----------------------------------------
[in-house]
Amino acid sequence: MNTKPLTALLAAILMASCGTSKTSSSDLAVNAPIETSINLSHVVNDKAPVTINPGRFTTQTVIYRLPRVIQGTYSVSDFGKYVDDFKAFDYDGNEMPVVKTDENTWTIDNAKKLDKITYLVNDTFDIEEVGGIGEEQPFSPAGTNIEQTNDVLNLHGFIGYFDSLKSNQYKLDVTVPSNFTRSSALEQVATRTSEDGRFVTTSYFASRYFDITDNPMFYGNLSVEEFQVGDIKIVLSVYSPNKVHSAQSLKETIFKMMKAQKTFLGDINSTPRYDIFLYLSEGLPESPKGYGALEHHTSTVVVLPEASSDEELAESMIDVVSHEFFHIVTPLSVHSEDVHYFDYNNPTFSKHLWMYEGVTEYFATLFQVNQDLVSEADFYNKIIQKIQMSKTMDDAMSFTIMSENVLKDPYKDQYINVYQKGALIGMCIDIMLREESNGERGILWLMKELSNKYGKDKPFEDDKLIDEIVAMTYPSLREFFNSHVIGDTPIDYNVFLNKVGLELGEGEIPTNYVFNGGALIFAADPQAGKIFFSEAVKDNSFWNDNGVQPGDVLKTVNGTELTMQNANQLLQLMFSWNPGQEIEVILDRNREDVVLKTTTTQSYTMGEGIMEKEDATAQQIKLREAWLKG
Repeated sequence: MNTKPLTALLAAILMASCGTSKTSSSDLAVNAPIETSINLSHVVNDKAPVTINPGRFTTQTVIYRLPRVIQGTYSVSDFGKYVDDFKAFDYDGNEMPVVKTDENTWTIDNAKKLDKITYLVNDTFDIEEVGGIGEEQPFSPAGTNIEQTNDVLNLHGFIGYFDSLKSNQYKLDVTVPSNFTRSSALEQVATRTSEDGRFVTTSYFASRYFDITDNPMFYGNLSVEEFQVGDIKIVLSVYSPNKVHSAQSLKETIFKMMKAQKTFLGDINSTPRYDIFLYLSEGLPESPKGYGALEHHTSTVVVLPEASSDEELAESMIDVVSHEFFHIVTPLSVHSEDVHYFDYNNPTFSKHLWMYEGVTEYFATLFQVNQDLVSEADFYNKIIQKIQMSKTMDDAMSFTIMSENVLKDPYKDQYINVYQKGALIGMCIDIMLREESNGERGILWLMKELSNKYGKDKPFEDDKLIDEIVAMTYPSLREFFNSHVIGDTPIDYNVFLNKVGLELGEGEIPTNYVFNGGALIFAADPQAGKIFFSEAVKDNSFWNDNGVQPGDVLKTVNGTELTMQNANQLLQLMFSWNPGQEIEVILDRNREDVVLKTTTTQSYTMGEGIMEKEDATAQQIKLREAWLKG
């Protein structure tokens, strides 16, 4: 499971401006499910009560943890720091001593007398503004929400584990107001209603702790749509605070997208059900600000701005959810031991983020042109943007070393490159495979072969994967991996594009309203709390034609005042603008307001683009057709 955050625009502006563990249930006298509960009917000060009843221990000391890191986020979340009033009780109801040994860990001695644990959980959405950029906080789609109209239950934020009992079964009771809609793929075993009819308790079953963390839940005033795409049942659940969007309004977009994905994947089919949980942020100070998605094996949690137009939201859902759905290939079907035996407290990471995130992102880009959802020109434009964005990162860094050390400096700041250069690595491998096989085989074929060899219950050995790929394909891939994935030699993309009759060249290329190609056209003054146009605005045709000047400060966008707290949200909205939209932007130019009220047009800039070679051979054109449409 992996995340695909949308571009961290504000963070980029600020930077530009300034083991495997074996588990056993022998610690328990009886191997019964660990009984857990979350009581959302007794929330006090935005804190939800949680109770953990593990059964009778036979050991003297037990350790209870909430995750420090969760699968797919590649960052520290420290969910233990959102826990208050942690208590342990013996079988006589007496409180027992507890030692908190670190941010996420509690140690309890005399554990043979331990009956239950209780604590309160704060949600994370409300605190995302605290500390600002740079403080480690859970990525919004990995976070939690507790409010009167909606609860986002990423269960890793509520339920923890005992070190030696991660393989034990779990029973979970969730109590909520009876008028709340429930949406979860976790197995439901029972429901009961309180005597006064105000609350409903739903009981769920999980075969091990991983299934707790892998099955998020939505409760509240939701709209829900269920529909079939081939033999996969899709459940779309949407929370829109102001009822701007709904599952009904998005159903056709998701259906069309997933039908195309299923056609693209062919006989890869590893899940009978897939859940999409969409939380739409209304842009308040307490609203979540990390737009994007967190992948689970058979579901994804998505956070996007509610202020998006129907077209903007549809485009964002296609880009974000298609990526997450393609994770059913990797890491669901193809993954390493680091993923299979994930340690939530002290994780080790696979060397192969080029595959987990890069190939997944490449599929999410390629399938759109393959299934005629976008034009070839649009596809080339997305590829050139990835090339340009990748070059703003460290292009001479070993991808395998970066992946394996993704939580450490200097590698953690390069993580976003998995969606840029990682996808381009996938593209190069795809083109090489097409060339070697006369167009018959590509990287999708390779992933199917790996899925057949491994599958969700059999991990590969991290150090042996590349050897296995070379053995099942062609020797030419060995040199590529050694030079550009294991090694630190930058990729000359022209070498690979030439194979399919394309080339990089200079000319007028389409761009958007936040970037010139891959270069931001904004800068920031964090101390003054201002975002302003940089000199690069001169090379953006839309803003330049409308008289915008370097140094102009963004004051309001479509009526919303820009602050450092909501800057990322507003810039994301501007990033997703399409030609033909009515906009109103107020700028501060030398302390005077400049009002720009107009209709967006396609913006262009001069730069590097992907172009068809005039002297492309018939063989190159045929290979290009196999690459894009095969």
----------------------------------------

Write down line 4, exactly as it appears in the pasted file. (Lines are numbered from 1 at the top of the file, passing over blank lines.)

């Protein structure tokens, strides 16, 4: 499971401006499910009560943890720091001593007398503004929400584990107001209603702790749509605070997208059900600000701005959810031991983020042109943007070393490159495979072969994967991996594009309203709390034609005042603008307001683009057709 955050625009502006563990249930006298509960009917000060009843221990000391890191986020979340009033009780109801040994860990001695644990959980959405950029906080789609109209239950934020009992079964009771809609793929075993009819308790079953963390839940005033795409049942659940969007309004977009994905994947089919949980942020100070998605094996949690137009939201859902759905290939079907035996407290990471995130992102880009959802020109434009964005990162860094050390400096700041250069690595491998096989085989074929060899219950050995790929394909891939994935030699993309009759060249290329190609056209003054146009605005045709000047400060966008707290949200909205939209932007130019009220047009800039070679051979054109449409 992996995340695909949308571009961290504000963070980029600020930077530009300034083991495997074996588990056993022998610690328990009886191997019964660990009984857990979350009581959302007794929330006090935005804190939800949680109770953990593990059964009778036979050991003297037990350790209870909430995750420090969760699968797919590649960052520290420290969910233990959102826990208050942690208590342990013996079988006589007496409180027992507890030692908190670190941010996420509690140690309890005399554990043979331990009956239950209780604590309160704060949600994370409300605190995302605290500390600002740079403080480690859970990525919004990995976070939690507790409010009167909606609860986002990423269960890793509520339920923890005992070190030696991660393989034990779990029973979970969730109590909520009876008028709340429930949406979860976790197995439901029972429901009961309180005597006064105000609350409903739903009981769920999980075969091990991983299934707790892998099955998020939505409760509240939701709209829900269920529909079939081939033999996969899709459940779309949407929370829109102001009822701007709904599952009904998005159903056709998701259906069309997933039908195309299923056609693209062919006989890869590893899940009978897939859940999409969409939380739409209304842009308040307490609203979540990390737009994007967190992948689970058979579901994804998505956070996007509610202020998006129907077209903007549809485009964002296609880009974000298609990526997450393609994770059913990797890491669901193809993954390493680091993923299979994930340690939530002290994780080790696979060397192969080029595959987990890069190939997944490449599929999410390629399938759109393959299934005629976008034009070839649009596809080339997305590829050139990835090339340009990748070059703003460290292009001479070993991808395998970066992946394996993704939580450490200097590698953690390069993580976003998995969606840029990682996808381009996938593209190069795809083109090489097409060339070697006369167009018959590509990287999708390779992933199917790996899925057949491994599958969700059999991990590969991290150090042996590349050897296995070379053995099942062609020797030419060995040199590529050694030079550009294991090694630190930058990729000359022209070498690979030439194979399919394309080339990089200079000319007028389409761009958007936040970037010139891959270069931001904004800068920031964090101390003054201002975002302003940089000199690069001169090379953006839309803003330049409308008289915008370097140094102009963004004051309001479509009526919303820009602050450092909501800057990322507003810039994301501007990033997703399409030609033909009515906009109103107020700028501060030398302390005077400049009002720009107009209709967006396609913006262009001069730069590097992907172009068809005039002297492309018939063989190159045929290979290009196999690459894009095969």